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Just to elaborate on this question/issue. Does anyone know if different genera of dart frogs can be housed together? The accepted definition of genera is organisms that are genetically distinct from each other that mating or viable resulting offspring cannot occur. Will different genera of dart frogs even attempt to pair and spawn? I'm hoping that someone with specific knowledge on this situation can answer rather than seeking opinions on the subject. Thank you.
 

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The accepted definition of genera is organisms that are genetically distinct from each other that mating or viable resulting offspring cannot occur.
FWIW, that's not quite true. Current cladistic analyses take dates of genetic divergence in lineages as determinant of taxonomic divisions, but that divergence doesn't in itself entail that different taxa aren't reproductively compatible.

Also, hybridization isn't the main consideration in cross-generic cohabitation.

Also, as this is a very contentious issue, expect to get opinions on the subject. Simply searching 'mixing' here may yield the info you're looking for without causing commotion.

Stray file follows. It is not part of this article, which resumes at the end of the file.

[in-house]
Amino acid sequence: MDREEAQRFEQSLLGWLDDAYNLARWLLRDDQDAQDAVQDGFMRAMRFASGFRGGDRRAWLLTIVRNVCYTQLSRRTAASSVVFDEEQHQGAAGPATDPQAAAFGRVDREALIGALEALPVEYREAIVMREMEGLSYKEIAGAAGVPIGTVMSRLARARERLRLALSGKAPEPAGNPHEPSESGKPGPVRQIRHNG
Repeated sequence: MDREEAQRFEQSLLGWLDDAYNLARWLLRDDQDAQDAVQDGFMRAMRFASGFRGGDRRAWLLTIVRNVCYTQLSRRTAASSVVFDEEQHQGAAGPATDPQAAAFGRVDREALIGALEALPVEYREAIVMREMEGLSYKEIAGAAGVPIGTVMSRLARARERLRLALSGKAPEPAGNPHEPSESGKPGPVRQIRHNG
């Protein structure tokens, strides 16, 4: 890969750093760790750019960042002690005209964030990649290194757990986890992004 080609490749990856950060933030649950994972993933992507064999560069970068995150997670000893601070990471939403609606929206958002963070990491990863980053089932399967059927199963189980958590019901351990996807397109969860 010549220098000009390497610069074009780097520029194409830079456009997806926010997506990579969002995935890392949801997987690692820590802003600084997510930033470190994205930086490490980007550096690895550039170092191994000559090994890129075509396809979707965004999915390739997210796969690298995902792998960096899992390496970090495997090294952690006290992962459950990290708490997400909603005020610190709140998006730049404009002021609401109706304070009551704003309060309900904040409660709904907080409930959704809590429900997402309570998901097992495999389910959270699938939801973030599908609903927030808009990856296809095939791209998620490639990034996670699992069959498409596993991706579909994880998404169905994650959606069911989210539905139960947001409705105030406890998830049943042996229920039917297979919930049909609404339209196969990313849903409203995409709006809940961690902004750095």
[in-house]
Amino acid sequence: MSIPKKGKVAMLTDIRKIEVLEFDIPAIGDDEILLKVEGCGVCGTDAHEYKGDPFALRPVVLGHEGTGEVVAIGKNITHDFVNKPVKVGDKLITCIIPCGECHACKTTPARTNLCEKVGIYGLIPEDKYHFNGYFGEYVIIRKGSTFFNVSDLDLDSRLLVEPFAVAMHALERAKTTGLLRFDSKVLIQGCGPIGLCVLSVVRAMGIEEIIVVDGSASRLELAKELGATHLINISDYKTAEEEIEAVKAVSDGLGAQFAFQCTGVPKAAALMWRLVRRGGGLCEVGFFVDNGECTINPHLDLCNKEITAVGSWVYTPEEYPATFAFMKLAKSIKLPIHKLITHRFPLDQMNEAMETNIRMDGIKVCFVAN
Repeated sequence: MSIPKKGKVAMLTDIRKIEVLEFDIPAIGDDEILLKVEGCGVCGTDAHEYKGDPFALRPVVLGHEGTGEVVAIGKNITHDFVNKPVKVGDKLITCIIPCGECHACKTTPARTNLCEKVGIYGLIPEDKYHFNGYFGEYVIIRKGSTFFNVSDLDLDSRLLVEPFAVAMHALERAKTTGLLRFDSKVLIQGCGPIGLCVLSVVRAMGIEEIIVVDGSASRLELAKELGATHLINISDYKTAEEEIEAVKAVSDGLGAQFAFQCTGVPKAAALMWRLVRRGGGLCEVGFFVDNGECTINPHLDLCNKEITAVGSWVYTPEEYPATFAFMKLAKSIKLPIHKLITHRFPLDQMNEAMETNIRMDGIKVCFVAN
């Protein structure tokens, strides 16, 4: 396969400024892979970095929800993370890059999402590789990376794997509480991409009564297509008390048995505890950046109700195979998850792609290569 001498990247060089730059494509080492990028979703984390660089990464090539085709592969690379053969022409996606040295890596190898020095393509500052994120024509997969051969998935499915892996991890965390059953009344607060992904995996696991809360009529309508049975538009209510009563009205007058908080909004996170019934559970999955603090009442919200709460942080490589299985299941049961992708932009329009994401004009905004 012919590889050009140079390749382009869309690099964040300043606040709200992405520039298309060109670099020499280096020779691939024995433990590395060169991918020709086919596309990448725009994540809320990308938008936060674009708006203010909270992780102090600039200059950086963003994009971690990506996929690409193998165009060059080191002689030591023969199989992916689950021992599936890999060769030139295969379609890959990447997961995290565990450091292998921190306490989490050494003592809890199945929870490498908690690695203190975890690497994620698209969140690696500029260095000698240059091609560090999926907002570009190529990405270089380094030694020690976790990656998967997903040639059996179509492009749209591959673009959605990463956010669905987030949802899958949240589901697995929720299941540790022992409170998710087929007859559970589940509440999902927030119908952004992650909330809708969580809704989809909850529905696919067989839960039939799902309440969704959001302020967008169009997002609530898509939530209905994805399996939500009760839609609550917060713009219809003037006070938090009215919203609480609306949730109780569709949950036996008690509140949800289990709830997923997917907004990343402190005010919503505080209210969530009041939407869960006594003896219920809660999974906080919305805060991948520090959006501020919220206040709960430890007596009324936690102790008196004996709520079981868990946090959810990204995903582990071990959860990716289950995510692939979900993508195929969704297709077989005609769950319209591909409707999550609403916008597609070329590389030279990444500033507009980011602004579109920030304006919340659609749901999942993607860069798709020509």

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I would also say that there's a difference between CAN different species cohabitate and SHOULD we cohabitate different species.

Just because something doesn't lead to the death of the animals doesn't mean it's a good idea.
 

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FWIW, that's not quite true. Current cladistic analyses take dates of genetic divergence in lineages as determinant of taxonomic divisions, but that divergence doesn't in itself entail that different taxa aren't reproductively compatible.

Also, hybridization isn't the main consideration in cross-generic cohabitation.

Also, as this is a very contentious issue, expect to get opinions on the subject. Simply searching 'mixing' here may yield the info you're looking for without causing commotion.